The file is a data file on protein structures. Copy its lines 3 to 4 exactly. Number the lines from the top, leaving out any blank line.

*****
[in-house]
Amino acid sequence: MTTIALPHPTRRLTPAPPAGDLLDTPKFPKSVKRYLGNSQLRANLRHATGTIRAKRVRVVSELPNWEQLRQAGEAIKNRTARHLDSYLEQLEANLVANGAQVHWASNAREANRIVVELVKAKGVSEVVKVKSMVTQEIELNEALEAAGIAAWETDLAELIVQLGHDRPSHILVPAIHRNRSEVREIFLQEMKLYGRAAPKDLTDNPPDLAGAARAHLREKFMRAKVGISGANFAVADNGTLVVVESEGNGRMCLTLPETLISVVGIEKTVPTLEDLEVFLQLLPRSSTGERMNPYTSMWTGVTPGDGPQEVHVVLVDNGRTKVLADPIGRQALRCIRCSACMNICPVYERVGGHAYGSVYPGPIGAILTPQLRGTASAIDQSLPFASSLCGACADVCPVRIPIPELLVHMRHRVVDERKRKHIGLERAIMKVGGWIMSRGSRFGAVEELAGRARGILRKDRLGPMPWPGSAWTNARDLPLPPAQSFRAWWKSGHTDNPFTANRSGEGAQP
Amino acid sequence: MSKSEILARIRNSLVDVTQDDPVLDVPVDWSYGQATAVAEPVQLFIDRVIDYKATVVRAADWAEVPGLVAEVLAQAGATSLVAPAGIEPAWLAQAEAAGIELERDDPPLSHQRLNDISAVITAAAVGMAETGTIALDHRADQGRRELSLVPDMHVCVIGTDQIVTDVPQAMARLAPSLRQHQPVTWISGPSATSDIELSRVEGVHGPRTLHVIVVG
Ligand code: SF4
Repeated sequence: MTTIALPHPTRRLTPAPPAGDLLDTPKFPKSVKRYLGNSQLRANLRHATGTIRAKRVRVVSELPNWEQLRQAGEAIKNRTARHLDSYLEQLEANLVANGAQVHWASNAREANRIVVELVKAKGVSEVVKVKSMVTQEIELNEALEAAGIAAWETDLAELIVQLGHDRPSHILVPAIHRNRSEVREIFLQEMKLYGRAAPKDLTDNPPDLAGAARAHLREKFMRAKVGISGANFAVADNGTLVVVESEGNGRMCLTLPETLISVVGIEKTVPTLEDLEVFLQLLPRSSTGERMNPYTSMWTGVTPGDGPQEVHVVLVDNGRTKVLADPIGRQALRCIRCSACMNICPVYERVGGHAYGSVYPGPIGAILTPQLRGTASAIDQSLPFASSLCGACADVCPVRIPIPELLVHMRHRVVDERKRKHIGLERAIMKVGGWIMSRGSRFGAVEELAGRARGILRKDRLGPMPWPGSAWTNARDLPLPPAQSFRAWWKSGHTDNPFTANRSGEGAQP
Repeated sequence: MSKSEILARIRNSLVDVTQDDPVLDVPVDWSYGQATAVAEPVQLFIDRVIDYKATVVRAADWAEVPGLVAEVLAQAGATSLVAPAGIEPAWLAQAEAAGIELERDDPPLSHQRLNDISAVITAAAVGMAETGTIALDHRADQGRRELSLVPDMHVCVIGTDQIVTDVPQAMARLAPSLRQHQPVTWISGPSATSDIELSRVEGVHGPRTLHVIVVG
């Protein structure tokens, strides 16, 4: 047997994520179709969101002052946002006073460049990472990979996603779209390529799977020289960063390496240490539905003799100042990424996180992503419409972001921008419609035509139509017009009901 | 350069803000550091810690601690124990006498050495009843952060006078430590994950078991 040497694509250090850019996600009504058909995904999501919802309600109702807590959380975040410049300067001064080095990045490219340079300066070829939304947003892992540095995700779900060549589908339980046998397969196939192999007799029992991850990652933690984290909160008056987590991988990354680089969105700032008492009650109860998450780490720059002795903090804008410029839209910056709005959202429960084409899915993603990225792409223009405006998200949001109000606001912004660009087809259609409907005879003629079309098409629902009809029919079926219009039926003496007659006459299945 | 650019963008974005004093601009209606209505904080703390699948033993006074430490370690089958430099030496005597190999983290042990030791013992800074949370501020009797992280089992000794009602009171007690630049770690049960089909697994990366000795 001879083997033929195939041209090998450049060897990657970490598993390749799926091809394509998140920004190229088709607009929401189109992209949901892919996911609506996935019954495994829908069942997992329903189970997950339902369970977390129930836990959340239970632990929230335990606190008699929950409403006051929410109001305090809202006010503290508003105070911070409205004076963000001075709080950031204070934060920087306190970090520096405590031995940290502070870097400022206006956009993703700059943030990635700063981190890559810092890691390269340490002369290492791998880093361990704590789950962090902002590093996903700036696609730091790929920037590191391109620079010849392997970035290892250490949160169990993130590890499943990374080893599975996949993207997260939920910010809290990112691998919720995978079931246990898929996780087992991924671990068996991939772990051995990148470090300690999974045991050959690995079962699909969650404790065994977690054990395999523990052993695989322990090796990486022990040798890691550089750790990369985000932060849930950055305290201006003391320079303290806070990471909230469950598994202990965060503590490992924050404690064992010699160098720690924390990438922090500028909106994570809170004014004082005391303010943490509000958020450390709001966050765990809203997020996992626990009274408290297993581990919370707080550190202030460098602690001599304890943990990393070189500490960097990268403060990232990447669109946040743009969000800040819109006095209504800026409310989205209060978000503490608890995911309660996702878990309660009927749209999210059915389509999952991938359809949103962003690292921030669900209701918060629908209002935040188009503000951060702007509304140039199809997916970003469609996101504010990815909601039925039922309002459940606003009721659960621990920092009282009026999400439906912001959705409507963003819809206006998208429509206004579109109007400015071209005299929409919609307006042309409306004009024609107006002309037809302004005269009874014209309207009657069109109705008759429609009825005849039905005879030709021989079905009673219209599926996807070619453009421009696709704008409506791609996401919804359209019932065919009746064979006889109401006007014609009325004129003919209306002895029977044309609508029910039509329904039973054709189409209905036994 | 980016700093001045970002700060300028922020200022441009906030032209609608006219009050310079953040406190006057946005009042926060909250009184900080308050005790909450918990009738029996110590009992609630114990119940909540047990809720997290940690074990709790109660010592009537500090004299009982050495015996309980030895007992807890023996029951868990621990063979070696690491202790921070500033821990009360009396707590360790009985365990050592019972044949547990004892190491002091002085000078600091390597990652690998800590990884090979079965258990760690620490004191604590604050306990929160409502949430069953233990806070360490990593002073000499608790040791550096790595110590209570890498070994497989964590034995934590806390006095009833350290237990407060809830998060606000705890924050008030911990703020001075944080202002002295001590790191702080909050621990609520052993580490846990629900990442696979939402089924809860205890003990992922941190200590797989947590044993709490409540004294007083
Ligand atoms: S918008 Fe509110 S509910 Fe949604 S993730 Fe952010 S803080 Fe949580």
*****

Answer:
Amino acid sequence: MSKSEILARIRNSLVDVTQDDPVLDVPVDWSYGQATAVAEPVQLFIDRVIDYKATVVRAADWAEVPGLVAEVLAQAGATSLVAPAGIEPAWLAQAEAAGIELERDDPPLSHQRLNDISAVITAAAVGMAETGTIALDHRADQGRRELSLVPDMHVCVIGTDQIVTDVPQAMARLAPSLRQHQPVTWISGPSATSDIELSRVEGVHGPRTLHVIVVG
Ligand code: SF4